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Rick Perry Isn’t Entirely Wrong on Illegal Tuition


Kevin covered last night’s Perry-Romney colloquy regarding illegal immigrant tuition well here. A couple of years ago, my organization conducted a poll that showed that 86 percent of Wisconsin residents opposed giving illegal immigrants in-state tuition, and 46 percent disapproved of “illegal immigrant children” attending public schools. Obviously, it makes sense for Romney to make this an issue, since opposing tuition for illegals is about as popular as opposing the guys at the mall who squirt lotion on you when you walk by.

But as Kevin points out, the issue is more nuanced than Perry’s opponents make it out to be. And it doesn’t help that Perry’s “heartless” response was woefully inadequate. (It also doesn’t help that Perry’s reasonable “DREAM Act” shares a name with President Obama’s less reasonable one.) Of course, children of illegal aliens born in America are American citizens, and therefore entitled to whatever tuition their state of residence permits for in-staters. Perry’s law dealt with the children of illegal immigrants who were brought here after their birth, making them just as illegal as their parents.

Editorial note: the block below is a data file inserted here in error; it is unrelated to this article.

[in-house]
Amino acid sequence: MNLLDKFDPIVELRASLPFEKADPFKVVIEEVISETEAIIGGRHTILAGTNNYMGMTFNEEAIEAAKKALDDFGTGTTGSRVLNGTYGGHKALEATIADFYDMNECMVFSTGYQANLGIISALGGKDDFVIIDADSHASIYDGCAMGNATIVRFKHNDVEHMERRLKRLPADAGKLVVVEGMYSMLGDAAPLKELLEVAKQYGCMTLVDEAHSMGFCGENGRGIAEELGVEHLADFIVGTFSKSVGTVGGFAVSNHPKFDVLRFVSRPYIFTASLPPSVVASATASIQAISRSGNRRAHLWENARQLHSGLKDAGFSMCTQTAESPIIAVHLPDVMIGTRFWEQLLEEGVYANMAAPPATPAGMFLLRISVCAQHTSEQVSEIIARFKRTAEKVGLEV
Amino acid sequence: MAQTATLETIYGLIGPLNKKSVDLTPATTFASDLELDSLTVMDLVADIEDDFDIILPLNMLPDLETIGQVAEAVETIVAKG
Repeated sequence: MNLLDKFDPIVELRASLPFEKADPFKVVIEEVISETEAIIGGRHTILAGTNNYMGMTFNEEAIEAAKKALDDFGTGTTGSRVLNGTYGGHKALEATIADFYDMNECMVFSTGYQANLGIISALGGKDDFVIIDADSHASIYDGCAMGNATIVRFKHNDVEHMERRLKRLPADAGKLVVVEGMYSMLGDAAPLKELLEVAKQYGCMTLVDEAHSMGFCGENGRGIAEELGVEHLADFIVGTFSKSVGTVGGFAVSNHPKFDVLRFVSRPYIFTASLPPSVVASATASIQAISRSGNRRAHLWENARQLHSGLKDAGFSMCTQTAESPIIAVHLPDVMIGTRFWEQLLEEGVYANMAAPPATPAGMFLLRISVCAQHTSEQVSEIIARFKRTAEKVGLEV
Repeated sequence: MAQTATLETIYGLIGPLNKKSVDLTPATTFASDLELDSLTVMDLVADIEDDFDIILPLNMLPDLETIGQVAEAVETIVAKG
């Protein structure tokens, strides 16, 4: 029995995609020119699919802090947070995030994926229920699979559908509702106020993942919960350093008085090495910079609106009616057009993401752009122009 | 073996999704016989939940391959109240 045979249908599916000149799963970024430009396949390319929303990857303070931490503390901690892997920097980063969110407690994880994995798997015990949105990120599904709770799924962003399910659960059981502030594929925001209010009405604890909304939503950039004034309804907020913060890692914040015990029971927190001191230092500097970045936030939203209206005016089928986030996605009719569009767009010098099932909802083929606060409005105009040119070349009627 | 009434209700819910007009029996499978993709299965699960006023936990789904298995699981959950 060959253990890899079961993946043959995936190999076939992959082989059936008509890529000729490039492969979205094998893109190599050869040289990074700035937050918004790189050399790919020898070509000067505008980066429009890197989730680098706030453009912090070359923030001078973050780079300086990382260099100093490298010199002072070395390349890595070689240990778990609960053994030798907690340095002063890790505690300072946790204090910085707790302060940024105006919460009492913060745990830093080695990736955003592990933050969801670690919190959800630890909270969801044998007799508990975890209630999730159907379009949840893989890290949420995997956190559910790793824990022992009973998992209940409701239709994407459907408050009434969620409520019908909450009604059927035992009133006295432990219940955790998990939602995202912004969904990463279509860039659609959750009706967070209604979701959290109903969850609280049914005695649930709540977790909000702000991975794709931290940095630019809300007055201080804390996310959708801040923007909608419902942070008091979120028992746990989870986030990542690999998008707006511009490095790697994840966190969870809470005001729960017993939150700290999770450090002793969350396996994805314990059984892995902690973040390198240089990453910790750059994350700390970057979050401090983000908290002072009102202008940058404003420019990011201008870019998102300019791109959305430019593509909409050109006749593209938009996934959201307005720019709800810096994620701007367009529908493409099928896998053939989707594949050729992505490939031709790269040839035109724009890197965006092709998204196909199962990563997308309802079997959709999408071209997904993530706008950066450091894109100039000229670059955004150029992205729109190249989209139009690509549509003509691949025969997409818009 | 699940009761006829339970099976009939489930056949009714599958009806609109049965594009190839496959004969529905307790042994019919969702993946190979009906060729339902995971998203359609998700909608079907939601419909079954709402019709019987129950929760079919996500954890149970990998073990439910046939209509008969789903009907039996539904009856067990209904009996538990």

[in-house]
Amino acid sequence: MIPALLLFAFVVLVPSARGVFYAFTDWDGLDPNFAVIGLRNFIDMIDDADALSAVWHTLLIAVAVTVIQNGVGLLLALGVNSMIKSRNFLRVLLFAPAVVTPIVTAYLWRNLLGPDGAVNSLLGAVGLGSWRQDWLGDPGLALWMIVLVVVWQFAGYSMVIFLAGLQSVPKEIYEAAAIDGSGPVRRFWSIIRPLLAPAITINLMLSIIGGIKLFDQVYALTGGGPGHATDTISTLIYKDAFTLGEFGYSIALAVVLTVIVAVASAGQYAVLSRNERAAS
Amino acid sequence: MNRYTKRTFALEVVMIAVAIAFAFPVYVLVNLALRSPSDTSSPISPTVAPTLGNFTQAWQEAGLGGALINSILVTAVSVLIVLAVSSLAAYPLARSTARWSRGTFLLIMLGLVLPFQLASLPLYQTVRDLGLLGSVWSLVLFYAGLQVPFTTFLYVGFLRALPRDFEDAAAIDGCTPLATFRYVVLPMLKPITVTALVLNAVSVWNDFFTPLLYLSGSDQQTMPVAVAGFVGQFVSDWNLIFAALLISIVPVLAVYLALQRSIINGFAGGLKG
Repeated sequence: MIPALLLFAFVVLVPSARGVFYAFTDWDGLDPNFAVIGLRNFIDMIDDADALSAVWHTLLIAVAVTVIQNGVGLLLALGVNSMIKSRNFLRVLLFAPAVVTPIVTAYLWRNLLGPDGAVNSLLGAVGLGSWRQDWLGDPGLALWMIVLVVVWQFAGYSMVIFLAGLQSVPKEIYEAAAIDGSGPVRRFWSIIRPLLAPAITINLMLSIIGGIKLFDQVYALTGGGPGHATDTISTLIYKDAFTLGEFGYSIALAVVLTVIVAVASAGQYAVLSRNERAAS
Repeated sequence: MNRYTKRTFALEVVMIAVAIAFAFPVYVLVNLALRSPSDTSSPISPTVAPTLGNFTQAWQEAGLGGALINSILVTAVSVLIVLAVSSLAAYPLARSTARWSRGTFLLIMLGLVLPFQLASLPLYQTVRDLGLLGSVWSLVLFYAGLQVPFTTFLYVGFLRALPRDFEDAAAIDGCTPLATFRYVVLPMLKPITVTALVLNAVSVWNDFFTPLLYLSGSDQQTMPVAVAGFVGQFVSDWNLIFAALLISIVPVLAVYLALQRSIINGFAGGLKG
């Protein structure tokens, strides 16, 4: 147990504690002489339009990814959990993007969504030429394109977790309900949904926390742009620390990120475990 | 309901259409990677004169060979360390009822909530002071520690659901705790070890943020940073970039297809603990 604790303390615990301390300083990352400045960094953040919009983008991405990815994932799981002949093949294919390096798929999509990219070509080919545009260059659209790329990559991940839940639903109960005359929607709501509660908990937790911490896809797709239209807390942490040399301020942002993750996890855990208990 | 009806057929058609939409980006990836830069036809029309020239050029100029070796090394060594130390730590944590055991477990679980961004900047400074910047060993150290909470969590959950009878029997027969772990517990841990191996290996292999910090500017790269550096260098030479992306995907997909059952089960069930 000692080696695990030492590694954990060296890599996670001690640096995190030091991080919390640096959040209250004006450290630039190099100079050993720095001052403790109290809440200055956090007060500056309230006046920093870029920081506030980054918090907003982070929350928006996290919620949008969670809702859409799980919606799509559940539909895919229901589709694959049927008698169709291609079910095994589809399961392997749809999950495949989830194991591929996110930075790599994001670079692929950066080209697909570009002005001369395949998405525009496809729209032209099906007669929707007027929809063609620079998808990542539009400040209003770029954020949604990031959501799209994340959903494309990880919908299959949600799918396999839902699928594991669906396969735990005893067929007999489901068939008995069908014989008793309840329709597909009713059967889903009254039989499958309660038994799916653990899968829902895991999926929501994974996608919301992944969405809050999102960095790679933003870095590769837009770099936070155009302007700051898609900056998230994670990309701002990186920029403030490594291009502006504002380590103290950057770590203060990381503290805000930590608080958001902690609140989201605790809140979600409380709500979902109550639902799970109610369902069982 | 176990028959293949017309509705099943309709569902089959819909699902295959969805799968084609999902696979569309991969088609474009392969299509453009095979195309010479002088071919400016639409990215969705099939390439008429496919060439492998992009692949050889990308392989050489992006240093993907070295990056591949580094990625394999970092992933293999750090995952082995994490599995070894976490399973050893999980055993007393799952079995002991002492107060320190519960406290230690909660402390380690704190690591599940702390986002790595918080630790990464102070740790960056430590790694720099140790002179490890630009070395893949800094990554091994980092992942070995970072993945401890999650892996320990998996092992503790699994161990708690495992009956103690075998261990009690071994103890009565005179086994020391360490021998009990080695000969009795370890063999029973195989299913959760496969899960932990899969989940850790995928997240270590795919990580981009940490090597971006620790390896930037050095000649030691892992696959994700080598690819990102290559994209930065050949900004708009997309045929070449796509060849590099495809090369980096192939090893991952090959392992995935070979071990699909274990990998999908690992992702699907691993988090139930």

In most cases (and pursuant to the Plyler case cited by Kevin), these kids are already going to the same high schools as our kids (in the case of Texas, for at least three years of school). They have the same teachers. They play on the same sports teams. They take the same tests, and get the same high-school degree. They are indistinct from any other high-school students. By the time an undocumented child makes it from first grade to graduating high school, taxpayers have already sunk over $100,000 into that child’s education. To pull the plug on those children because of the actions of their parents would be unfair, and would nullify the investment taxpayers have already made in the kid.

Contrast that with a kid who goes to high school in, say, Georgia, then moves to Illinois, lives there for a year, and becomes eligible for in-state tuition. Even if the family of the immigrant had been paying state taxes (sales, property, and even income) for 18 years, the student from another state is granted the full state subsidy after only living there (and likely not attending school) for a year.

Detractors of Perry’s plan would say that such benefits constitute a “magnet” that draw illegals across the border. But the notion that families will risk their lives to cross the border in the hopes that their children will one day be able to pay in-state tuition seems far-fetched. In fact, a far more enticing inducement is simply the fact that if they try to cross the border, they will likely succeed.

Consequently, we should have strict immigration policies that keep people from entering our country illegally. But people who think the federal government is going to start rounding up law-abiding undocumented families and deporting them anytime soon are living in a dream world. (Criminals, on the other hand, should be banished immediately.)

So while they’re here, our state would be better off giving these kids the chance to make our country better, rather than sentencing them to a second-class existence. It’s not their fault.

— Christian Schneider is a senior fellow at the Wisconsin Policy Research Institute.


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